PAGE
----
5 Things To Know As A New Investor

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At some point or another, you’ve probably heard that if you truly want to see your money grow, you should consider investing in the stock market. As explained by Bankrate, “Saving is the act of putting away money for a future expense or need,” Investing, however, is “putting away money for the future, except you’re looking to achieve a higher return in exchange for taking on more risk.”

As spelled out by Nerd Wallet, the stock market is a place where investors can buy and sell shares of ownership in a publicly-traded company. Investors benefit when share value increases as their share in the company also increases, thus growing the investment. Investors may also benefit from quarterly dividend payments, which according to Investopedia, “dividends are payments made by publicly-listed companies as a reward to investors for putting their money into the venture.” Of course, as with any form of investing, there are risks involved. However, there is also room for plenty of rewards.

If you’ve been thinking about investing in the stock market and you’re not sure where to begin, consider these tips shared by finance experts.

Go for what you know

“My advice to a new investor would be to focus on companies she knows,” Tim Bain, President and Chief Investment Officer at Spark Asset Management told MadameNoire. “While products and services you use don’t always translate into good investments, they provide a good starting point for ideas. Some of my best investments have come from simply paying attention to what my family likes and uses. Once you have ideas, dig a little deeper. Is the company a leader in its industry? Are their sales and profits increasing?”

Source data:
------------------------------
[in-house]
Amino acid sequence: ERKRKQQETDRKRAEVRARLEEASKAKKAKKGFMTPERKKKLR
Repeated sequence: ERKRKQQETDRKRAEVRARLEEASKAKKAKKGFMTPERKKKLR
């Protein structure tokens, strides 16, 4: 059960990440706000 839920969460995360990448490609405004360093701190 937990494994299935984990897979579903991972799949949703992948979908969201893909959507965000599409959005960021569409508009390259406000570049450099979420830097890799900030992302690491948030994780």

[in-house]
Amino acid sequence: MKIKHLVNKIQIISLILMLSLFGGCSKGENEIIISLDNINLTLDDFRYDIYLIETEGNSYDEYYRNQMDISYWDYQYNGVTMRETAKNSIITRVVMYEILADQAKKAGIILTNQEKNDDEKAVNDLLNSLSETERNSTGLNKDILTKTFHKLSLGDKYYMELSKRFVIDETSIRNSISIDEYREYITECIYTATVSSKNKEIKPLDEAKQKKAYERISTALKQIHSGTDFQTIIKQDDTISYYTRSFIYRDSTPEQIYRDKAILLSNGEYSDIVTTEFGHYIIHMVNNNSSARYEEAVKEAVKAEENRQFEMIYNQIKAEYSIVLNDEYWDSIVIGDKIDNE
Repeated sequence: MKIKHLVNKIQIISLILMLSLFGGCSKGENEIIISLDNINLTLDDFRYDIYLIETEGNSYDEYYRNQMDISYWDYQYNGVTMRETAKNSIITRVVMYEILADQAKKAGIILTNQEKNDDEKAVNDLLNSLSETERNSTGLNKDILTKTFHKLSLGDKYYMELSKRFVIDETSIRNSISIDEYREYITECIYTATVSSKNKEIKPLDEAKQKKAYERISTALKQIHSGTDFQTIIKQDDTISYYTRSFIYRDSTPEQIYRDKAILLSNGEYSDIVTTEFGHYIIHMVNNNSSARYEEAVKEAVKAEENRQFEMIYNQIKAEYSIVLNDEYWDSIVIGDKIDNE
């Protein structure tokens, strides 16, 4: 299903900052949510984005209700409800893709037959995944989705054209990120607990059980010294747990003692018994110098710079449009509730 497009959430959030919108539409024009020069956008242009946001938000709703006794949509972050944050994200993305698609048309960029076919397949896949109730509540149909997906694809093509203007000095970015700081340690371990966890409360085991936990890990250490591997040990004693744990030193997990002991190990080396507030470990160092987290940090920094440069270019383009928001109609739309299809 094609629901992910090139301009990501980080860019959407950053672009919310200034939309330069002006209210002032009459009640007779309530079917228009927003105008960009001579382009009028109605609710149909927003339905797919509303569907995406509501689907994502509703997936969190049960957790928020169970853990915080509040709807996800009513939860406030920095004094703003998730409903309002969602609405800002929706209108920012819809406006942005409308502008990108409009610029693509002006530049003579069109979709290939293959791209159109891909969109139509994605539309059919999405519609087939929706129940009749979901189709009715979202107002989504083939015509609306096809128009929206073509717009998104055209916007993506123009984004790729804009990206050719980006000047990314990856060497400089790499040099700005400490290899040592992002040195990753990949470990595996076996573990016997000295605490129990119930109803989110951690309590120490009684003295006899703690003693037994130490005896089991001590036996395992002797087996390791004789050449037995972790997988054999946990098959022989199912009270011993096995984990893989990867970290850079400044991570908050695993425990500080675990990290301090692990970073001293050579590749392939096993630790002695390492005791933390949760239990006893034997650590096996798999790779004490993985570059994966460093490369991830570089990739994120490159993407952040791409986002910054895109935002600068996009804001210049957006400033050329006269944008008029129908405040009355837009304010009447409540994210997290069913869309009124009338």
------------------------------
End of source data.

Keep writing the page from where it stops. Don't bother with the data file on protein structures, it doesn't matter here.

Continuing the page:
Mix things up

“Build a portfolio of five to ten companies to get diversification and try to own companies in different industries,” Bain also shared.

Invest consistently

“The best thing for most investors is to invest in a low-fee, broadly-diversified, stock market index fund. Buying an individual stock is subject to tremendous risk. A mutual fund or ETF diversifies and the volatility of that investment will be much less than that of the average single stock,” adds Dr. Robert Johnson, CEO, and Chair at Economic Index Associates.  “People in their 20s, 30s or even 40s should begin investing in a low-fee, diversified equity index fund and continue to invest consistently whether the market is up, down, or sideways.”

Have various timelines

“Successful investing, which begins with just being invested, is critically important for achieving personal financial goals, particularly during this prolonged era of low-interest rates,” shared Mark Hamrick, Senior Economic Analyst at Bankrate. “One should seek to prioritize investing over a variety of timelines, meaning the long-term or typically for retirement, and the intermediate-term which would include saving for major goals such as a college education or to purchase a home. One can invest for the short-term, but typically funds for this time horizon would be in less volatile, more liquid realms such as in a high yield savings account which is different from investing.”

Take finance news with a grain of salt

“Financial news and headlines have no impact on your long-term investment success. You are better off ignoring CNBC and other financial news media outlets,” said Dejan Ilijevski, Investment Advisor at Sabela Capital Markets. “They promote speculation and rely on sensationalism to increase your anxiety about being left out of the game.”

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